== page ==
Trying to speed up the visa
During this time, I was trying to work with our senator to speed up the visa. My son was supposed to be back in school in September or risk losing his scholarship, but he was reluctant to leave Liliana to travel to the Johannesburg consulate in South Africa to attend the fiance visa interview all alone. Mozambique does have a US embassy, but they do not deal with fiance visas at all. Since Liliana speaks neither English nor the African dialects in Johannesburg, and the country is not very safe at the moment for travel, Kaiden had every right to worry about her. He’d already had plenty of experience traveling to the closet South African border each month (only an hour away and not through as rough an area) to obtain another visa to stay in Mozambique, and the six-hour bus trip through volatile areas wasn’t exactly something he wanted her to do alone.
Belatedly, I realized that it would have been much better for them to wait for the visa in Portugal with my mother-in-law. There it was completely safe, and my mother-in-law could have taken care of them, Kaiden wouldn’t have needed to renew his visa each month, and Lisbon has a consulate that does visas. They agreed they should have gone there, but it was too late at this point.
Then at the beginning of August, Kaiden contacted me to say they were planning to get married in Mozambique instead of waiting for the fiance visa. The next day, Liliana’s uncle contacted us, concerned about that course of action. He wanted to be sure that Liliana would have the opportunity to come to the States. I don’t know if he thought my son would abandon her, which wouldn’t be the case, but after doing research into spousal visas we were also opposed to them getting married there.
They were almost sixth months into the fiance visa process. Almost at the end. If they got married, they would have to cancel that visa application and start a spousal visa. Unlike the fiance visas, there is a waiting list for the married visa, and at the time I checked, the embassies were only beginning to process the visas that had been filed A YEAR earlier. Which meant if they married they would be waiting a lot longer to be together in the United States.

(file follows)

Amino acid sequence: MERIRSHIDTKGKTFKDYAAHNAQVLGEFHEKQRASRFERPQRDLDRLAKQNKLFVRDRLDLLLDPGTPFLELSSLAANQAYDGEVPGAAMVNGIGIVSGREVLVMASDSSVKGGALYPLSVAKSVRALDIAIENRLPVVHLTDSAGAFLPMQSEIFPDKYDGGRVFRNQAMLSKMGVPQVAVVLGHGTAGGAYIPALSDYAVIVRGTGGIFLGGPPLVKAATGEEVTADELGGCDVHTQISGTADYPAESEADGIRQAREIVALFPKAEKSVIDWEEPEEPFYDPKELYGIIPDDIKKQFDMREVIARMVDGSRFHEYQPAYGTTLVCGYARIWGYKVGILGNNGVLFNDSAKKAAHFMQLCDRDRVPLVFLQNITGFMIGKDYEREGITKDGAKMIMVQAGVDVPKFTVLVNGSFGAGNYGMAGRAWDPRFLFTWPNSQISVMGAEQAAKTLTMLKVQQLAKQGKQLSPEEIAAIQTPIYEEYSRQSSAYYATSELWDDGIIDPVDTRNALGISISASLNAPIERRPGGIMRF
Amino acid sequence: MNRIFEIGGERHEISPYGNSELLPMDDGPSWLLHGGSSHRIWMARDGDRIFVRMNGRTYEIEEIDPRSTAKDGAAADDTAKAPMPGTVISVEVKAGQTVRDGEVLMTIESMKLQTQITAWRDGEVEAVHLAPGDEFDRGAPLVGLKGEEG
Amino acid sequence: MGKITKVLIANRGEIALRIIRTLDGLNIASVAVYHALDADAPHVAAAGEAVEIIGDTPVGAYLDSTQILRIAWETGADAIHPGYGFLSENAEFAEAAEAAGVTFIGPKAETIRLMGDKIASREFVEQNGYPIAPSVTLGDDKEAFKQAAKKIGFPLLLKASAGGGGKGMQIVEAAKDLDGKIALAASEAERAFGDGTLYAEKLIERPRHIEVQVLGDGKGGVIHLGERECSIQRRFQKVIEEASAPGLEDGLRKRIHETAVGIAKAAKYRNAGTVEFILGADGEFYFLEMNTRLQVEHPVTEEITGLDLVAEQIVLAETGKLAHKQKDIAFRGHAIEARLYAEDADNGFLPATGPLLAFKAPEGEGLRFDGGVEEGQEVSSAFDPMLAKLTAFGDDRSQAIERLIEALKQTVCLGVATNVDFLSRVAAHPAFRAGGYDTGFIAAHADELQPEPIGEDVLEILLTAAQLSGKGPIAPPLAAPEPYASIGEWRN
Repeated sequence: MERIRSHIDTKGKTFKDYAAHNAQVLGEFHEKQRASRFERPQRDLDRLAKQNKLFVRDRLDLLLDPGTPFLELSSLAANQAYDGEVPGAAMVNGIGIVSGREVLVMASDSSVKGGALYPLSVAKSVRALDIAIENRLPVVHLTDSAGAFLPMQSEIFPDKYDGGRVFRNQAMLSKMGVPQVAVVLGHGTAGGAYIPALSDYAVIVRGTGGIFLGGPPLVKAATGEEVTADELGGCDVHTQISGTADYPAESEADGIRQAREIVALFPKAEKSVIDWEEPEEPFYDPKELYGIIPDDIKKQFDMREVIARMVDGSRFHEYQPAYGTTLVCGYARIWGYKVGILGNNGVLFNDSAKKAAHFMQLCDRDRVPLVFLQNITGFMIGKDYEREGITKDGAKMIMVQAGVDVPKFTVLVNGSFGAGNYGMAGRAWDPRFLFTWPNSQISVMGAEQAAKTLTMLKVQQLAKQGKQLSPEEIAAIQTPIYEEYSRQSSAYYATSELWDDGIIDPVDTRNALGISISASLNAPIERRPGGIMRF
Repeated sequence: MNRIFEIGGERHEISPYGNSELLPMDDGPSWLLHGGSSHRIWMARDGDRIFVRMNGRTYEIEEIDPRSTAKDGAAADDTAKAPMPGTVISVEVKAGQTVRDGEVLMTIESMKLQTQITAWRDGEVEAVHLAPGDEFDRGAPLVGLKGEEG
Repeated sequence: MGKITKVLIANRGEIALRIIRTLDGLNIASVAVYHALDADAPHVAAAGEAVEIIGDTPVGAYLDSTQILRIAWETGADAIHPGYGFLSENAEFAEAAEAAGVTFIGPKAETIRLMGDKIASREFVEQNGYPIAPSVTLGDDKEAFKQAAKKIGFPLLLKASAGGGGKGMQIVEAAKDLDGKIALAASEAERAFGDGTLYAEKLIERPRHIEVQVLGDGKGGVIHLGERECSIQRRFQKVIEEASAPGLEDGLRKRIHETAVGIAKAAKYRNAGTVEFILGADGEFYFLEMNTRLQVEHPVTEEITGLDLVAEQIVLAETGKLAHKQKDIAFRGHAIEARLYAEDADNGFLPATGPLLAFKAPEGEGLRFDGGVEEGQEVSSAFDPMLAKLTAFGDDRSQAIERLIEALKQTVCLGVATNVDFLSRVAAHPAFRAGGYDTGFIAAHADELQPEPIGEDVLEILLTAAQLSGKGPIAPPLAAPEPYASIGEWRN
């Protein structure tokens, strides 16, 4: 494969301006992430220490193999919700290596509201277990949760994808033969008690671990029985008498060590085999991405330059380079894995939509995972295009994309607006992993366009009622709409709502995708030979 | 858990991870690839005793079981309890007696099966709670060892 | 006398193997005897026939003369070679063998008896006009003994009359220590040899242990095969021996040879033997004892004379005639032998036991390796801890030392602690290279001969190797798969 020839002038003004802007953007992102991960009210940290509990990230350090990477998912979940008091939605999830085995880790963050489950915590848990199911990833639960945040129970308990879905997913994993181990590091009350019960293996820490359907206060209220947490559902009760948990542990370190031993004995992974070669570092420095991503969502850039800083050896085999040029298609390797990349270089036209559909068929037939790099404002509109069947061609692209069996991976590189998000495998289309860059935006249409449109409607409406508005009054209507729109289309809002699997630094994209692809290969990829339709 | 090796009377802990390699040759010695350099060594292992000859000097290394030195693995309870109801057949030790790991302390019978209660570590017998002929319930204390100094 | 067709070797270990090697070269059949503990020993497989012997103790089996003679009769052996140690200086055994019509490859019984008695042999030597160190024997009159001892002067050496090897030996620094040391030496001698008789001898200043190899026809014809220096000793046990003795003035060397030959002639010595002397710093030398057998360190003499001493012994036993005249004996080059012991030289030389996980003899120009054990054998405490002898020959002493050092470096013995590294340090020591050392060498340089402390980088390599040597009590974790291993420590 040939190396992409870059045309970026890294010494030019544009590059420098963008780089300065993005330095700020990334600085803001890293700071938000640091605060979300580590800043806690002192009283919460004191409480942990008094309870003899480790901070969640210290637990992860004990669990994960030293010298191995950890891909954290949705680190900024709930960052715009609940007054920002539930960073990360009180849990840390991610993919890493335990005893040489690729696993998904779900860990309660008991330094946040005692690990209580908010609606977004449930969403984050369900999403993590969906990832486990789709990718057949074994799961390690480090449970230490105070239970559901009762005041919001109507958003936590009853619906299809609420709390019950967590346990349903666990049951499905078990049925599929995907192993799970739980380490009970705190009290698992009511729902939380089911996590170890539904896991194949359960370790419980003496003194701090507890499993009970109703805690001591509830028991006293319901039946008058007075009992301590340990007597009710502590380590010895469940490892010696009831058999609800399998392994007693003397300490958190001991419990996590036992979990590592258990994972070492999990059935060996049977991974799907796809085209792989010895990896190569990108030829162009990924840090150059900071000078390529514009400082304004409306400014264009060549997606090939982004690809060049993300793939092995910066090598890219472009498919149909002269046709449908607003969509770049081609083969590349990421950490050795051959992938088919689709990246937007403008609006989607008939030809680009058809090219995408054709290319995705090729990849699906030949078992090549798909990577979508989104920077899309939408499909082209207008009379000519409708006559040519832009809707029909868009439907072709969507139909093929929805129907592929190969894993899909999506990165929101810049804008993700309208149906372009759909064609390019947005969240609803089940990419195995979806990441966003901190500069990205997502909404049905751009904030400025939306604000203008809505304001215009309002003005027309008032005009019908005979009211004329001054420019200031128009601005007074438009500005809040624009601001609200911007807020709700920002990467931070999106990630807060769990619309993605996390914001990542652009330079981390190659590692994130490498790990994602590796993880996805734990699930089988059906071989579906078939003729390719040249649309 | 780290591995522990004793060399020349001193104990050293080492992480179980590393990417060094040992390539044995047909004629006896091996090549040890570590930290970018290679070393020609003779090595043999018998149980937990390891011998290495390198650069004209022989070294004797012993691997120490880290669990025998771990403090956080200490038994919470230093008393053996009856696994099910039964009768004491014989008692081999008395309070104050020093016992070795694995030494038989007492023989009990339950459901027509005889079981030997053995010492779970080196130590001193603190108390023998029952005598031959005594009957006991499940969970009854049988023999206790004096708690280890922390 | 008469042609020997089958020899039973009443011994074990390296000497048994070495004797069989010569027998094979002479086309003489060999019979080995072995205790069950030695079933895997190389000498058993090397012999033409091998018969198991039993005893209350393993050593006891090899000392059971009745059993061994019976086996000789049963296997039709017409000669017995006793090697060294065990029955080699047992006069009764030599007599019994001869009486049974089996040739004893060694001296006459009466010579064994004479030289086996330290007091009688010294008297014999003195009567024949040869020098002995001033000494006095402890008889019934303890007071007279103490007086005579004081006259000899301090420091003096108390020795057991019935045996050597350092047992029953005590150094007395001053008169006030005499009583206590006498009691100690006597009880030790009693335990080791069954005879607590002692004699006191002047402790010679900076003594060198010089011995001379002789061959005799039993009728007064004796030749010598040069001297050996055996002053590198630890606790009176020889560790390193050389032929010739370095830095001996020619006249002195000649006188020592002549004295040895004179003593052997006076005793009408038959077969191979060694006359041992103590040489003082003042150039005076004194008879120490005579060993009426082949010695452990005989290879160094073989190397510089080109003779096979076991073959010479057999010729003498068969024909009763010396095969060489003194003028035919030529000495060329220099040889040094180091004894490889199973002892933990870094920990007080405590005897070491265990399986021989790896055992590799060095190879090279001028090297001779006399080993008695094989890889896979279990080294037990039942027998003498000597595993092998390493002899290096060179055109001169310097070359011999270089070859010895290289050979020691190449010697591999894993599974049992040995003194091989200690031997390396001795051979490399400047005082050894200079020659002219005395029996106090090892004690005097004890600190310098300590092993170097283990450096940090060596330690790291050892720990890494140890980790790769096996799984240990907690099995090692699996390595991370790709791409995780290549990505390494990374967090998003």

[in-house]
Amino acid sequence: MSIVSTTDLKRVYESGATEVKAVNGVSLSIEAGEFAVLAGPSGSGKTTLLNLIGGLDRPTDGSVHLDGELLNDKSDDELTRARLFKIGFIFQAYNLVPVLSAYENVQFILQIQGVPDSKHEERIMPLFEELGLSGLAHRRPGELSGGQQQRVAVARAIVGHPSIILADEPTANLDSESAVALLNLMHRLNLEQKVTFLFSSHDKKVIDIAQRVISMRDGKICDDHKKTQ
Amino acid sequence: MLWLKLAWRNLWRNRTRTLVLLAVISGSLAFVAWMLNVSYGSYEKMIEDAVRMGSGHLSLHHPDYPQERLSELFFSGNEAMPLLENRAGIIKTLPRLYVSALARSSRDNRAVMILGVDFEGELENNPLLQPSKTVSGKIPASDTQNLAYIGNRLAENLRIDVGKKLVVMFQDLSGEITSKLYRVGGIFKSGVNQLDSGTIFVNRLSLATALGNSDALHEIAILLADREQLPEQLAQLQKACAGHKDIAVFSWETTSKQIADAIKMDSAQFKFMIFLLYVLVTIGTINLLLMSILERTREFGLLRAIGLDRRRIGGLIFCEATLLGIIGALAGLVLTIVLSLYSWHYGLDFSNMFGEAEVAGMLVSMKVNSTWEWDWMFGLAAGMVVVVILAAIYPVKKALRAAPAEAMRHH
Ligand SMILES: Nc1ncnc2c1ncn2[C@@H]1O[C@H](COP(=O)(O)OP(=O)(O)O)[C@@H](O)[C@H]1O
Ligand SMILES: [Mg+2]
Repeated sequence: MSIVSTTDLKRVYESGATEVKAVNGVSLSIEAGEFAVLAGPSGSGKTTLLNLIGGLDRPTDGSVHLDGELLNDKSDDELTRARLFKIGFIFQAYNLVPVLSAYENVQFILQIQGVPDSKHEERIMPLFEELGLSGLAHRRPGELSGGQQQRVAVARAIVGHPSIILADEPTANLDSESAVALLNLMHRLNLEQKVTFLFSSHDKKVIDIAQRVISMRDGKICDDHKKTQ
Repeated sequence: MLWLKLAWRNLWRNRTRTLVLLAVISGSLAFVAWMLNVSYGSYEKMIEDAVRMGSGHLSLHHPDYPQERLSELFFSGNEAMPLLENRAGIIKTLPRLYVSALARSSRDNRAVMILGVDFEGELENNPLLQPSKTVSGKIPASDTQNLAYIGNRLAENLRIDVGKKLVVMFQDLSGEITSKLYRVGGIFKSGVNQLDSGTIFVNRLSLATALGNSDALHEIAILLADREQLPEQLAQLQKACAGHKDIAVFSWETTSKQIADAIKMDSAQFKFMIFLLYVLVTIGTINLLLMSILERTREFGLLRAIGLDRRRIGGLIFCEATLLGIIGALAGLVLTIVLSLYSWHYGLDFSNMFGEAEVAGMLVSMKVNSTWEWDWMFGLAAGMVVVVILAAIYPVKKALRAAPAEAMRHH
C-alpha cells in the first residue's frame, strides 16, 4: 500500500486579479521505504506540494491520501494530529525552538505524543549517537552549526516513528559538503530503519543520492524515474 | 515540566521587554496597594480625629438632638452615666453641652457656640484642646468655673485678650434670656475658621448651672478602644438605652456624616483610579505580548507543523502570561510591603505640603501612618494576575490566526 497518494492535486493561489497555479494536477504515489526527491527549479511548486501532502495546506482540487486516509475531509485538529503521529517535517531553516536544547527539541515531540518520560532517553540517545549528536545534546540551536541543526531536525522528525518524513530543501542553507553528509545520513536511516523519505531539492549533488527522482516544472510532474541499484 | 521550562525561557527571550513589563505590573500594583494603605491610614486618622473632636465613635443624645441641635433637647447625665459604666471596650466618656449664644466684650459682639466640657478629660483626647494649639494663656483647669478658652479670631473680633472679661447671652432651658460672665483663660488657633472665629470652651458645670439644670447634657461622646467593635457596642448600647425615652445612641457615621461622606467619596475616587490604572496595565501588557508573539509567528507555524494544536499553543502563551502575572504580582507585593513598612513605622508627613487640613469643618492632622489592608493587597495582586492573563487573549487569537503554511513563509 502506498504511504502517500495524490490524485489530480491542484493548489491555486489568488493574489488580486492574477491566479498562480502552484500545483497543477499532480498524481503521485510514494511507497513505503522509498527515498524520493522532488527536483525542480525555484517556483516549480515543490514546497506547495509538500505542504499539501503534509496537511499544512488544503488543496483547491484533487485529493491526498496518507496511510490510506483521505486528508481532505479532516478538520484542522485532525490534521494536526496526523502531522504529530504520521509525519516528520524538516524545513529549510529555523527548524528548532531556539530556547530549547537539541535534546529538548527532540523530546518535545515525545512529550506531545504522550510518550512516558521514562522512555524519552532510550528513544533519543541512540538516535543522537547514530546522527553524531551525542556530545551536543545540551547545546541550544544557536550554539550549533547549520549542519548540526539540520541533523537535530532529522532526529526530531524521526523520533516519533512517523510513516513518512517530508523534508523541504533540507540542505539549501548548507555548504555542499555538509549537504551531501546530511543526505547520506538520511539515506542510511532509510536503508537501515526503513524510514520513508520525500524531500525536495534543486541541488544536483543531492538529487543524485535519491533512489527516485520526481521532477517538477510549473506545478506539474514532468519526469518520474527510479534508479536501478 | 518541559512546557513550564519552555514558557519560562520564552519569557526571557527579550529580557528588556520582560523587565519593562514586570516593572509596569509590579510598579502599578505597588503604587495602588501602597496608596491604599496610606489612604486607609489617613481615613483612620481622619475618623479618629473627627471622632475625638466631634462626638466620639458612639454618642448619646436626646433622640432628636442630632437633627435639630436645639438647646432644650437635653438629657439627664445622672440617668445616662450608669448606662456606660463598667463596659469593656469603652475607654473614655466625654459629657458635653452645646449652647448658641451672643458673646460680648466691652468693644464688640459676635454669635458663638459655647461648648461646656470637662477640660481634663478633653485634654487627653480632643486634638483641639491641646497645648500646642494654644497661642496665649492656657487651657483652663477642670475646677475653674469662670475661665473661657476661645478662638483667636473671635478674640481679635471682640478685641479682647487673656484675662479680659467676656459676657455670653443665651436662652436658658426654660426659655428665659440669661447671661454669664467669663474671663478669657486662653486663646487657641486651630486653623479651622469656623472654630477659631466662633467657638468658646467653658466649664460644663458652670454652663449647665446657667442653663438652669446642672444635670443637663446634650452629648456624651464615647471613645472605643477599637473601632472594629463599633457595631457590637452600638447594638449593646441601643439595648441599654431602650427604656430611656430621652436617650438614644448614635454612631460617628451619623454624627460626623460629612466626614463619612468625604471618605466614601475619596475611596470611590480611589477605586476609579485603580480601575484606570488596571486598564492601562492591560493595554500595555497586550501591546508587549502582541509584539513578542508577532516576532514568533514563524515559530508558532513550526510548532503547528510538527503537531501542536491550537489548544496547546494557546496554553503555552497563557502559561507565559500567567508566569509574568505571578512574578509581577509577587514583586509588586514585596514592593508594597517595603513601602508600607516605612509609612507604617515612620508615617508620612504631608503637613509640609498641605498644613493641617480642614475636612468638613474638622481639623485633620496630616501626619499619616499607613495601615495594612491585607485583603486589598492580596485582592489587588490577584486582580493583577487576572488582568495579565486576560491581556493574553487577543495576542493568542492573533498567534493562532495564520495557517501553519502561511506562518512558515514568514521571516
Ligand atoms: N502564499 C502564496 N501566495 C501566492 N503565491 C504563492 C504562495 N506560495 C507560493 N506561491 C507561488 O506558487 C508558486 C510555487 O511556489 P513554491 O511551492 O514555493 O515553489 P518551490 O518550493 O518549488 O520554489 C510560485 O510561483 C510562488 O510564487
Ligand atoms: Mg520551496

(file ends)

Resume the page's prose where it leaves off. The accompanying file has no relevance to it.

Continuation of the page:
We had a serious talk with our son and so did Liliana’s uncle, and the kids agreed to wait. Instead, they held an engagement party in Mozambique (see the picture with the cake). I assured my son that we’d either find a way to fly him back for the visa interview, or Liliana’s mother, who had volunteered to go with her, would make sure she got there okay.
We did more research about what documents Liliana would need for the visa interview, and Kaiden made sure to get them ready. This included a police letter, birth certificate, identity card, and translations of all those documents from Portuguese (spoken in Mozambique) to English. Thankfully, Liliana already had a passport thanks to her first visa attempt.
Kaiden comes home without Liliana
Shortly after the six-month mark, we received notice that Kaiden’s petition had been approved and had been sent to the National Visa Center for handling. That meant they would be given a number that would allow her to apply for her part of the visa and schedule the interview after the documents were forwarded to the consulate in Johannesburg. We were hoping that would mean Kaiden could take her for the interview in the last week of August, and they could fly home together, but despite repeated calls, it was only after he’d flown home for school and been here for a week that he was given the number.
He was also told that the consulate would send documents to Liliana’s house and that they were to follow those instructions. Problem was, she doesn’t get mail. That’s right. No mail. Ever. So we were scrambling to make sure there wouldn’t be any surprises. After a few weeks, Kaiden was able to contact someone at the Johannesburg consulate for a list of what we needed for their particular consulate. Thankfully, it was exactly what we’d already discovered online, so we wouldn’t need any more papers. You can see at the end of this post what those included for us.